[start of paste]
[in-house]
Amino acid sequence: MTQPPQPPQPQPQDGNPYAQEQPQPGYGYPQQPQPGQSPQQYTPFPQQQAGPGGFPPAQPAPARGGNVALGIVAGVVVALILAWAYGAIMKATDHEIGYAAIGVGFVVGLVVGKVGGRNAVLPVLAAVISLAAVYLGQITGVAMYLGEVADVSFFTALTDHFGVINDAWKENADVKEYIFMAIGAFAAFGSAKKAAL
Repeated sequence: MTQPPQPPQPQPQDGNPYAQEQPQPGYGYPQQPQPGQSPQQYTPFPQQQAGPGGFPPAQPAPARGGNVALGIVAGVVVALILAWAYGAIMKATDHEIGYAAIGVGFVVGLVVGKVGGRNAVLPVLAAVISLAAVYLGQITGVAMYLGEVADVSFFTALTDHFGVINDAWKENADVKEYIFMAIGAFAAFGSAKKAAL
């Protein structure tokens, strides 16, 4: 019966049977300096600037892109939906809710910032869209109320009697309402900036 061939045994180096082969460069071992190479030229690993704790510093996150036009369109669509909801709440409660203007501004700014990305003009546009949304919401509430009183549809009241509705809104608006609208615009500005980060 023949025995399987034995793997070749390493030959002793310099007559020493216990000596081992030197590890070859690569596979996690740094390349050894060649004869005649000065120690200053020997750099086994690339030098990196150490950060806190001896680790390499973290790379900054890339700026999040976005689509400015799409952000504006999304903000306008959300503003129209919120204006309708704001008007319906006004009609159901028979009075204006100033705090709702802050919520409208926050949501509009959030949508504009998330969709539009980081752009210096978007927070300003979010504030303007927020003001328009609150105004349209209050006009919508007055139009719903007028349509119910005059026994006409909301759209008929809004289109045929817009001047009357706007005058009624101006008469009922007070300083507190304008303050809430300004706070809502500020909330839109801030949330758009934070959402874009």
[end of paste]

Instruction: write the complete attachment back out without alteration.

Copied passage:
[in-house]
Amino acid sequence: MTQPPQPPQPQPQDGNPYAQEQPQPGYGYPQQPQPGQSPQQYTPFPQQQAGPGGFPPAQPAPARGGNVALGIVAGVVVALILAWAYGAIMKATDHEIGYAAIGVGFVVGLVVGKVGGRNAVLPVLAAVISLAAVYLGQITGVAMYLGEVADVSFFTALTDHFGVINDAWKENADVKEYIFMAIGAFAAFGSAKKAAL
Repeated sequence: MTQPPQPPQPQPQDGNPYAQEQPQPGYGYPQQPQPGQSPQQYTPFPQQQAGPGGFPPAQPAPARGGNVALGIVAGVVVALILAWAYGAIMKATDHEIGYAAIGVGFVVGLVVGKVGGRNAVLPVLAAVISLAAVYLGQITGVAMYLGEVADVSFFTALTDHFGVINDAWKENADVKEYIFMAIGAFAAFGSAKKAAL
């Protein structure tokens, strides 16, 4: 019966049977300096600037892109939906809710910032869209109320009697309402900036 061939045994180096082969460069071992190479030229690993704790510093996150036009369109669509909801709440409660203007501004700014990305003009546009949304919401509430009183549809009241509705809104608006609208615009500005980060 023949025995399987034995793997070749390493030959002793310099007559020493216990000596081992030197590890070859690569596979996690740094390349050894060649004869005649000065120690200053020997750099086994690339030098990196150490950060806190001896680790390499973290790379900054890339700026999040976005689509400015799409952000504006999304903000306008959300503003129209919120204006309708704001008007319906006004009609159901028979009075204006100033705090709702802050919520409208926050949501509009959030949508504009998330969709539009980081752009210096978007927070300003979010504030303007927020003001328009609150105004349209209050006009919508007055139009719903007028349509119910005059026994006409909301759209008929809004289109045929817009001047009357706007005058009624101006008469009922007070300083507190304008303050809430300004706070809502500020909330839109801030949330758009934070959402874009």